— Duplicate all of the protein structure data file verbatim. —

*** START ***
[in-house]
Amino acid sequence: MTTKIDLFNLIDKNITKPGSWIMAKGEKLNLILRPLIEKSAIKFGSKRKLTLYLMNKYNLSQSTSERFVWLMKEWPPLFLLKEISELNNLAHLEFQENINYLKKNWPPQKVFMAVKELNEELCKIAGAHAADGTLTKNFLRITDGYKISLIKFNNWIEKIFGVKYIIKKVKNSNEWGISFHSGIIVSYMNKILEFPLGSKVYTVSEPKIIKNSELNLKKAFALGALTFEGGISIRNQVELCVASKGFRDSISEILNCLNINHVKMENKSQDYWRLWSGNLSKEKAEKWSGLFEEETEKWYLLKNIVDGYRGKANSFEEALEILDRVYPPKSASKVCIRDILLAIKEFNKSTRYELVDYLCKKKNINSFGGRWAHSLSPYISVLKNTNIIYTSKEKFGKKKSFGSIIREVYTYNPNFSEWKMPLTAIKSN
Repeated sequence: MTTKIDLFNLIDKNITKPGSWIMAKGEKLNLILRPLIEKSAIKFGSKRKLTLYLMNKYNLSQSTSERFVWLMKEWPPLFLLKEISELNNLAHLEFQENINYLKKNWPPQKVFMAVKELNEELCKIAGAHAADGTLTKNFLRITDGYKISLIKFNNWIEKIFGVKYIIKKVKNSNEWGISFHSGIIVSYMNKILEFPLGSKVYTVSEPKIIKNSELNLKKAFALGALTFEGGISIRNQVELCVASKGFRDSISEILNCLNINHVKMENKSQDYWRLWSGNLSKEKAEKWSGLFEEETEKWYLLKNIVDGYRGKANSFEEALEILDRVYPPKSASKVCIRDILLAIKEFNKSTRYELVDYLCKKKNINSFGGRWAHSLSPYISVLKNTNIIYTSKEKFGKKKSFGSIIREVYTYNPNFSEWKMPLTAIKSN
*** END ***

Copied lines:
[in-house]
Amino acid sequence: MTTKIDLFNLIDKNITKPGSWIMAKGEKLNLILRPLIEKSAIKFGSKRKLTLYLMNKYNLSQSTSERFVWLMKEWPPLFLLKEISELNNLAHLEFQENINYLKKNWPPQKVFMAVKELNEELCKIAGAHAADGTLTKNFLRITDGYKISLIKFNNWIEKIFGVKYIIKKVKNSNEWGISFHSGIIVSYMNKILEFPLGSKVYTVSEPKIIKNSELNLKKAFALGALTFEGGISIRNQVELCVASKGFRDSISEILNCLNINHVKMENKSQDYWRLWSGNLSKEKAEKWSGLFEEETEKWYLLKNIVDGYRGKANSFEEALEILDRVYPPKSASKVCIRDILLAIKEFNKSTRYELVDYLCKKKNINSFGGRWAHSLSPYISVLKNTNIIYTSKEKFGKKKSFGSIIREVYTYNPNFSEWKMPLTAIKSN
Repeated sequence: MTTKIDLFNLIDKNITKPGSWIMAKGEKLNLILRPLIEKSAIKFGSKRKLTLYLMNKYNLSQSTSERFVWLMKEWPPLFLLKEISELNNLAHLEFQENINYLKKNWPPQKVFMAVKELNEELCKIAGAHAADGTLTKNFLRITDGYKISLIKFNNWIEKIFGVKYIIKKVKNSNEWGISFHSGIIVSYMNKILEFPLGSKVYTVSEPKIIKNSELNLKKAFALGALTFEGGISIRNQVELCVASKGFRDSISEILNCLNINHVKMENKSQDYWRLWSGNLSKEKAEKWSGLFEEETEKWYLLKNIVDGYRGKANSFEEALEILDRVYPPKSASKVCIRDILLAIKEFNKSTRYELVDYLCKKKNINSFGGRWAHSLSPYISVLKNTNIIYTSKEKFGKKKSFGSIIREVYTYNPNFSEWKMPLTAIKSN